|Matthew Henry's Concise Commentary|
10:1-8 A vine is only valuable for its fruit; but Israel now brought no fruit to perfection. Their hearts were divided. God is the Sovereign of the heart; he will have all, or none. Were the stream of the heart wholly after God, it would run strongly, and bear down all before it. Their pretences to covenant with God were false. Even the proceeding of justice was as poisonous hemlock. Alas, how empty a vine is the visible church even at this day! But all earthly prosperity is but a collection of bubbles, soon destroyed like foam upon the water. Sinners will in vain seek shelter from that Judge, whom they now despise as a Saviour.
Verse 7. - As for Samaria, her king is out off as the foam upon the water (face of the waters). Instead of the throne of Samaria being established, or the kingdom consolidated by the idolatrous measures which Jeroboam had adopted for the purpose, the king himself was cut off as foam upon the surface of the waters, or as a chip carried off by the current, and the kingdom ingloriously ruined. Though the sense is sufficiently plain, the sentence has been variously constructed. Thus
(1) one of the Hebrew commentators renders it, "In the city of Samaria her king has been made like foam on the surface of the water" (be being understood and נדמה taken in the sense of "being like").
(2) Rashi, understanding the verb to signify being "reduced to silence," explains, "The King of Samaria is brought to silence."
(3) The correct signification of the verb, however, is "cut off" or "annihilated," while the construction may be
(a) an asyndeton; thus: "Samaria (and) her king;" or
(b) Samaria taken as nominative absolute, - thus in the Authorized Version, "(As for) Samaria, her king is cut off;" or
(c) supplying נדמה to the second noun, with Aben Ezra, "Samaria is cut off, her king is cut off." Some
(d) consider it simpler to translate as follows: "Samaria is cut off; her king is like [literally, 'as'] a chip on the surface of the waters." In this way the Massoretic punctuation is neglected. Sheraton is feminine, as the names of cities and countries usually are, and therefore the suffix to "king" is feminine, while the masculine form, נִדְמֶה, is justified by its position at the head of the sentence; for, according to Gesenius, the predicate at the beginning of a clause or sentence "often takes its simplest and readiest form, viz. the masculine singular, even when the subject," not yet expressed, but coming after, "is feminine or plural." קצפ is explained either as "foam" or "splinter." The latter is, perhaps, preferable, as the verbal root cognate with the Arabic katsapha signifies "to break," "break off," "crack;" then "to be angry" (its most common meaning) from the sudden breaking out or breaking loose of passion, with which may be compared the Greek ὀήγνυμι. The word קצפה in Joel 1:7, from the same root, is literally a" breaking or breaking off," "barking," The word דמה, again, has two principal meanings - one "to be like," the other "to be silent" (connected, according to Gesenius, with a different root, darnam, dum, like the English "dumb"); or the meanings are traceable to one root, in the sense of "making flat," "plane," "smooth;" then "silent," and so "reduced to silence," "destroyed."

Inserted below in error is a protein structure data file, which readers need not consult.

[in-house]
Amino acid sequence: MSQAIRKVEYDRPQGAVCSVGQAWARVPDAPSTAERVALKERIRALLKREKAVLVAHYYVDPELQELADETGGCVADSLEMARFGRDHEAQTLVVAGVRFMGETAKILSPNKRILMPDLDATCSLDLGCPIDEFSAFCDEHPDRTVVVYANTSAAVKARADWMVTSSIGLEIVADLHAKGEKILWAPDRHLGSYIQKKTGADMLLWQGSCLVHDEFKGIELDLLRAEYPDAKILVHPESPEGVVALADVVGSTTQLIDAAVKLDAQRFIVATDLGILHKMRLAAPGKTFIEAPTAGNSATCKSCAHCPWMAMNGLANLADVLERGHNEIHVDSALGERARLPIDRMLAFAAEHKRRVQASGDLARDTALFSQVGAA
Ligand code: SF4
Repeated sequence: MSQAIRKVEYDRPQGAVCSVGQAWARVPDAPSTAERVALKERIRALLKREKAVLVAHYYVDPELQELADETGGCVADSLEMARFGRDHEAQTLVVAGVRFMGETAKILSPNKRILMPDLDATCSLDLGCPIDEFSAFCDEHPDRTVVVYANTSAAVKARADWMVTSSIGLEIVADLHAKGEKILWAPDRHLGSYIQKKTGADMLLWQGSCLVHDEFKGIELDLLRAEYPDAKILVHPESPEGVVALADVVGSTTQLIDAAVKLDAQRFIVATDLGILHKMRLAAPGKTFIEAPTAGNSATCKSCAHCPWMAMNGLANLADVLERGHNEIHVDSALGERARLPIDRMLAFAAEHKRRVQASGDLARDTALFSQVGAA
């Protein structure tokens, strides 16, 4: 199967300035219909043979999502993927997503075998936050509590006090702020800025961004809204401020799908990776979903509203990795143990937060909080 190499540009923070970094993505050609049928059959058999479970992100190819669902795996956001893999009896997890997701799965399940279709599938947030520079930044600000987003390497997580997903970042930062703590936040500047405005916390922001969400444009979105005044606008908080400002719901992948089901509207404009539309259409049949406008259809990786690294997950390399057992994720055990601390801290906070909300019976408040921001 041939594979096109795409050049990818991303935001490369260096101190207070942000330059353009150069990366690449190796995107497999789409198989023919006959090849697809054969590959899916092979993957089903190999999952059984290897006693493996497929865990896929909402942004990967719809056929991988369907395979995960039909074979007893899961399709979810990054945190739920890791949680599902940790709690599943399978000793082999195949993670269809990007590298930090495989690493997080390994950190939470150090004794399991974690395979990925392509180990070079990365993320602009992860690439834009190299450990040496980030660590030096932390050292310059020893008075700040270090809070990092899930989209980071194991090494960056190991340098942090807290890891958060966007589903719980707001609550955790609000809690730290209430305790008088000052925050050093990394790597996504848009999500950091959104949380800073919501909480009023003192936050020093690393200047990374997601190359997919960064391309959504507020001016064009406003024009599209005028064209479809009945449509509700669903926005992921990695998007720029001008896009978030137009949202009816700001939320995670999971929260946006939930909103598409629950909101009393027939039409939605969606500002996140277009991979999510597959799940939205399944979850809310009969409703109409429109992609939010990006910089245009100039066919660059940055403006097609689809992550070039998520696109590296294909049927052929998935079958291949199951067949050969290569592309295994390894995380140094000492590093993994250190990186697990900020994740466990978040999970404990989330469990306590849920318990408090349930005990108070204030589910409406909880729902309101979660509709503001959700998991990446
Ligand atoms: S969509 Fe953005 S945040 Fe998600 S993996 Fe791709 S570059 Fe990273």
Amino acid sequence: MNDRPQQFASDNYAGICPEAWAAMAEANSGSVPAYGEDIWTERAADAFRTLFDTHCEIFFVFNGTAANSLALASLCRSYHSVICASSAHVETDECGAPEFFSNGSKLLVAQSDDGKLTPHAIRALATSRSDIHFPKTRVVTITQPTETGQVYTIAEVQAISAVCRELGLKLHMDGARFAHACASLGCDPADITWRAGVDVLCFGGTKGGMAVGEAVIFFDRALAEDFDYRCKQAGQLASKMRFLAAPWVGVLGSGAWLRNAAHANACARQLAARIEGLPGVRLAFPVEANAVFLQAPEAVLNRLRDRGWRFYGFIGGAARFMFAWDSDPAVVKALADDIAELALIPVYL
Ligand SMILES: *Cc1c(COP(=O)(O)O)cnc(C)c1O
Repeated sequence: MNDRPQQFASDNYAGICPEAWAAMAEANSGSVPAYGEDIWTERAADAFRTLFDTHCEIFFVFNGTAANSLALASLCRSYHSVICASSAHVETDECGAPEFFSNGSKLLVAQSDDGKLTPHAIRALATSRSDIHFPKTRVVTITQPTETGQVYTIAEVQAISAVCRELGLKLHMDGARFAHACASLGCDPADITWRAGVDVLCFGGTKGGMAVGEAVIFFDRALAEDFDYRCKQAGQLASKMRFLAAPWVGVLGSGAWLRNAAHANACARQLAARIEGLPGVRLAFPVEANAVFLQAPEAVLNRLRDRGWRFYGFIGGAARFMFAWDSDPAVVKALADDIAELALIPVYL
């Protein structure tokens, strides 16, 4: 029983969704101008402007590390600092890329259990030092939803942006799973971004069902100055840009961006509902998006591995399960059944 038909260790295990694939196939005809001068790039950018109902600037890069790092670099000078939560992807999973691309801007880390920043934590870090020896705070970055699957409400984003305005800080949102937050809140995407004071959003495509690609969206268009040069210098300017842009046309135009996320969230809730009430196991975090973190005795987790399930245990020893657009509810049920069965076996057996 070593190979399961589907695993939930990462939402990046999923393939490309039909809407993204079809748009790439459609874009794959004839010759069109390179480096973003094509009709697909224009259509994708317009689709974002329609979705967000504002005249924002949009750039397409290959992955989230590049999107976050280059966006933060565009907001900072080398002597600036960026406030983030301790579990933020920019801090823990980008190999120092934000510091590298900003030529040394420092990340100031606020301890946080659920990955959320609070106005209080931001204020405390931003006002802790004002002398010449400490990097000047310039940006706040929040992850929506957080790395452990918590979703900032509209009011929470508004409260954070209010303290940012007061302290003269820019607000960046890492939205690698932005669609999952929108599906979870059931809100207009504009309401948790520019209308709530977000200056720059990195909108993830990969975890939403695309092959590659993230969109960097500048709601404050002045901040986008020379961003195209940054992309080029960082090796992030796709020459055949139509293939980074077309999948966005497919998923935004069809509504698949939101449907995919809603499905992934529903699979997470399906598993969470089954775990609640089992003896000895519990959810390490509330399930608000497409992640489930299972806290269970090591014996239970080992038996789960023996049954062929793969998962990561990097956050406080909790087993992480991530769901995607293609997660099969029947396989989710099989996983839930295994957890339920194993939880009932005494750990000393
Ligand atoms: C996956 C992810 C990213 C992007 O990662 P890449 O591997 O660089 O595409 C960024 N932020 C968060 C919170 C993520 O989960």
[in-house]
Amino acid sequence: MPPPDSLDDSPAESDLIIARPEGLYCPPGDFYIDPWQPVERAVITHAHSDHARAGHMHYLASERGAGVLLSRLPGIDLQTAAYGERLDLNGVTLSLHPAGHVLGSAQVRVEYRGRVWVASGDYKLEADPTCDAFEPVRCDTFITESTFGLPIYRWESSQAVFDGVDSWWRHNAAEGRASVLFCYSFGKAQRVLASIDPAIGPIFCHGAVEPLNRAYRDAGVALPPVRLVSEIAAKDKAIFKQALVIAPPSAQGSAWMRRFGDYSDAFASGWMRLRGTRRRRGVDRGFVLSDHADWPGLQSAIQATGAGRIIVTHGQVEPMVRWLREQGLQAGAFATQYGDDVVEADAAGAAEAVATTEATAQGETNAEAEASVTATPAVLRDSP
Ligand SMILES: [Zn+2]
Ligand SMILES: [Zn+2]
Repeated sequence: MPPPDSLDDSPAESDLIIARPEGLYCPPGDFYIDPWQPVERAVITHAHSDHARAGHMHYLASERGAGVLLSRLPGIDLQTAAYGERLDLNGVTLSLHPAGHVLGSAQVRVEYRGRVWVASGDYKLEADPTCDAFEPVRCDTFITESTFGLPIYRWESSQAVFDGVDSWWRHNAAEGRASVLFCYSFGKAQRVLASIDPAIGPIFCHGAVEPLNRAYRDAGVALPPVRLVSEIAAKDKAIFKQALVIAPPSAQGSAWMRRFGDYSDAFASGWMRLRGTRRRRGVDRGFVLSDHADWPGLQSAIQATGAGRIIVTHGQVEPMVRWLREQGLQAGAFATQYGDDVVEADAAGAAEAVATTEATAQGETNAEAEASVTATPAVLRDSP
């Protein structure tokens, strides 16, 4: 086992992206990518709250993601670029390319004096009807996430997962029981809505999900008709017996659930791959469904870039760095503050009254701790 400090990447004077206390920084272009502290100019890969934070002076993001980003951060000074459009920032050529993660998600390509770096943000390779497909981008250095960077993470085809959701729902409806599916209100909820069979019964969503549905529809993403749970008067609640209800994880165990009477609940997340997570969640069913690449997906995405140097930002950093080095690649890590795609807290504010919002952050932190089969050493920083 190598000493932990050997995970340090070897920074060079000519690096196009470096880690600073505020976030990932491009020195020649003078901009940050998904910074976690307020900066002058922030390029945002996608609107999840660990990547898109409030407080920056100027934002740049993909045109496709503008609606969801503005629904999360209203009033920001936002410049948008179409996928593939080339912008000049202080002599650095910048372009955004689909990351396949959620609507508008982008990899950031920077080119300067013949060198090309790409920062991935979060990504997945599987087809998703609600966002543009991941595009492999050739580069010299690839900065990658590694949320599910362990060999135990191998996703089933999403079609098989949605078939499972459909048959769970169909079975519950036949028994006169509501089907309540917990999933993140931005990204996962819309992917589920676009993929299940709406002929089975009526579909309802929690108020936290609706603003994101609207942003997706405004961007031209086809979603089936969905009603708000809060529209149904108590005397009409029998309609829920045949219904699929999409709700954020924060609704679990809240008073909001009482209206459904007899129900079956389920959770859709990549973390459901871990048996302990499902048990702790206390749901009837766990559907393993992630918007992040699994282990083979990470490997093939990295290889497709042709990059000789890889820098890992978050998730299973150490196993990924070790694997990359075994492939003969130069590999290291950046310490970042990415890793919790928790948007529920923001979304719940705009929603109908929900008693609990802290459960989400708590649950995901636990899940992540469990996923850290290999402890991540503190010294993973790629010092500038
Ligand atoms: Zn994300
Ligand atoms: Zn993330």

Gill's Exposition of the Entire Bible
As for Samaria,.... The metropolis of the ten tribes of Israel, and here put for the whole kingdom:
her king is cut off; which some understand of Pekah, who was killed by Hoshea; others of several of their kings cut off one after another, very suddenly and quickly, as the metaphor after used shows; or rather Hoshea the last king is meant, who was cut off by the king of Assyria; the present tense is used for the future, to denote the certainty of it. Aben Ezra thinks the verb "cut off" is to be repeated, Samaria is "cut off, her king is cut off"; both king and kingdom destroyed. So the Targum,
"Samaria is cut off with her king:''
as the foam upon the water; as any light thing flowing upon it; as the bark of a tree, as Kimchi and Abarbinel; or as the scum upon a boiling pot of water, as Jarchi, and the Targum; or as foam, which is an assemblage of bubbles upon the water; such are kings and kingdoms, swell, look big and high for a while; but are mere bubbles, empty things; and are often suddenly, quickly, and easily destroyed; so Samaria and her king were by the Assyrian army; the Lord of hosts, the King of kings, being against them.
Jamieson-Fausset-Brown Bible Commentary
7. (Ho 10:3, 15).
foam—denoting short-lived existence and speedy dissolution. As the foam, though seeming to be eminent raised on the top of the water, yet has no solidity, such is the throne of Samaria. Maurer translates, "a chip" or broken branch that cannot resist the current.
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